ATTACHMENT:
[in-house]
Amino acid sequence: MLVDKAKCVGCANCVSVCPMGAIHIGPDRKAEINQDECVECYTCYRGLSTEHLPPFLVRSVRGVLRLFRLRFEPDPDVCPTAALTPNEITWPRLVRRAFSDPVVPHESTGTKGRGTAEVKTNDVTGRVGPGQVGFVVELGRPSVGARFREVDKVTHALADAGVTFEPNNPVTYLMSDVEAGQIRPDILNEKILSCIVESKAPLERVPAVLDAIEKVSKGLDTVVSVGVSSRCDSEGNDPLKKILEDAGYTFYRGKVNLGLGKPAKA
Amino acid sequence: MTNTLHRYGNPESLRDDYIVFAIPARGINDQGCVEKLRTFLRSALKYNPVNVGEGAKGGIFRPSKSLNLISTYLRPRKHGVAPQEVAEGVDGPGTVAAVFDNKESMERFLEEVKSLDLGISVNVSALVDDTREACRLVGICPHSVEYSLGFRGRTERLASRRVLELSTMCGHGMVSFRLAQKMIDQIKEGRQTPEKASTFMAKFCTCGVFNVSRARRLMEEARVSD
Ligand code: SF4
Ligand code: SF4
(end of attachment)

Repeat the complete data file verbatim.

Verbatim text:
[in-house]
Amino acid sequence: MLVDKAKCVGCANCVSVCPMGAIHIGPDRKAEINQDECVECYTCYRGLSTEHLPPFLVRSVRGVLRLFRLRFEPDPDVCPTAALTPNEITWPRLVRRAFSDPVVPHESTGTKGRGTAEVKTNDVTGRVGPGQVGFVVELGRPSVGARFREVDKVTHALADAGVTFEPNNPVTYLMSDVEAGQIRPDILNEKILSCIVESKAPLERVPAVLDAIEKVSKGLDTVVSVGVSSRCDSEGNDPLKKILEDAGYTFYRGKVNLGLGKPAKA
Amino acid sequence: MTNTLHRYGNPESLRDDYIVFAIPARGINDQGCVEKLRTFLRSALKYNPVNVGEGAKGGIFRPSKSLNLISTYLRPRKHGVAPQEVAEGVDGPGTVAAVFDNKESMERFLEEVKSLDLGISVNVSALVDDTREACRLVGICPHSVEYSLGFRGRTERLASRRVLELSTMCGHGMVSFRLAQKMIDQIKEGRQTPEKASTFMAKFCTCGVFNVSRARRLMEEARVSD
Ligand code: SF4
Ligand code: SF4